Opinion section includes op-eds, columns, commentaries and editorials on all things related to the global space business enterprise.
Those who loathe or love a Space Force “separate but equal” to the Air Force must think and act decisively and quickly. Regardless of whether the Space Force actually materializes, deliberation alone could finally spring us into action to deal with the looming threat of space Pearl Harbor.
Trump’s proposal derives from a growing debate inside military and political circles about how to best meet the threat posed to American space assets by potential enemies: Russia and China, to be precise.
Outer space is the last frontier of human exploration. Unfortunately, the glory days of landing men on the moon are now a distant memory. So too are the memories of watching space shuttles rumble to life and roar to space fading away. That is poised to change and America is ready to lead the way.
Lawmakers on Capitol Hill are not letting up on efforts to keep the Air Force and the Pentagon focused on space issues.
In the face of emerging novel threats and vulnerabilities, whether the self-defense doctrine allows us to counter the threat before the attack occurs can make the difference between peace and war.
We stand ready to support you and your tenure at NASA and look forward to continued advancements in American leadership in space as we beckon the future together.
The Pentagon’s research arm, the Defense Advanced Research Projects Agency, wants to disrupt the military space business.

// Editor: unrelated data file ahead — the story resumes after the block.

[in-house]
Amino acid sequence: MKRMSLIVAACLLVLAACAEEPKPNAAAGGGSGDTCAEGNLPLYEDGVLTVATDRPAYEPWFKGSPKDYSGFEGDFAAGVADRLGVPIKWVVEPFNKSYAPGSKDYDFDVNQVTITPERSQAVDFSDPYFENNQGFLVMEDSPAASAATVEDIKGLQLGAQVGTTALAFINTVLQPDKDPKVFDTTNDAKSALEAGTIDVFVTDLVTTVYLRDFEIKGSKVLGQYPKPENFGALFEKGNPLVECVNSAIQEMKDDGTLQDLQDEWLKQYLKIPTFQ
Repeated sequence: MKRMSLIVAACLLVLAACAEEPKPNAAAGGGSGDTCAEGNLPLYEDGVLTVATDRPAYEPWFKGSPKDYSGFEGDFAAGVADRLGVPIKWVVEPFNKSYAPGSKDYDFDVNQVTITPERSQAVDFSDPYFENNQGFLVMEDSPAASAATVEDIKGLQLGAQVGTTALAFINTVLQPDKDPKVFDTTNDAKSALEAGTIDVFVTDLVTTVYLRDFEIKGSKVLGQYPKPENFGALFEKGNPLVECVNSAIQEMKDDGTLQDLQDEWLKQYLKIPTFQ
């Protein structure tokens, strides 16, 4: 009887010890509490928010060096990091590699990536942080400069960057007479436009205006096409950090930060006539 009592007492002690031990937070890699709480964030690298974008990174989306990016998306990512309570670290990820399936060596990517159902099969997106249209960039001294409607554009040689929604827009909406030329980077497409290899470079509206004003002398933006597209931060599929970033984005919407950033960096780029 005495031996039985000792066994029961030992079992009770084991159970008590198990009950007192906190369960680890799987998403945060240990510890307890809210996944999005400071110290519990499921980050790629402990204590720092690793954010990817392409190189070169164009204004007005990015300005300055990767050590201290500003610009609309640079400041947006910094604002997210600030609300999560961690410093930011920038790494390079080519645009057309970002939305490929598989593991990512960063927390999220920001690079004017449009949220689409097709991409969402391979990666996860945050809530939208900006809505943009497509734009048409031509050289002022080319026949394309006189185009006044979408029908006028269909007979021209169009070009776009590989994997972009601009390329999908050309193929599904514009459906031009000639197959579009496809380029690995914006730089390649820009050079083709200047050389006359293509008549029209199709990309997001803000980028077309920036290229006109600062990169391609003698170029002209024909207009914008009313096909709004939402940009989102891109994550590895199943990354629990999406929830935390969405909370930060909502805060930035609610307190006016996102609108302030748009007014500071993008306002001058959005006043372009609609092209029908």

In 50 years American citizens will look back on today and thank NASA for bringing all of us along with them as America expands into the solar system.
Few in Congress are bigger proponents of sending humans to Mars than Ed Perlmutter, and he has the bumper sticker to prove it.
Owing partly to the emergence of small satellites, NewSpace startups are disrupting commercial space by addressing these and other questions on shoestring budgets compared to government programs.
Since Vice President Pence was making a special trip to Colorado Springs for the Space Symposium, many attendees expected some kind of major policy announcement. They came away disappointed.
The high-level attention being paid to space — both as an economic engine and as a national security fighting ground — seems to be reaching new heights.
The rapid market development for commercial space launch services over the past several years threatens to overwhelm the capacity of the federal government to efficiently manage airspace usage between planes, unmanned aerial vehicles, and spacecraft.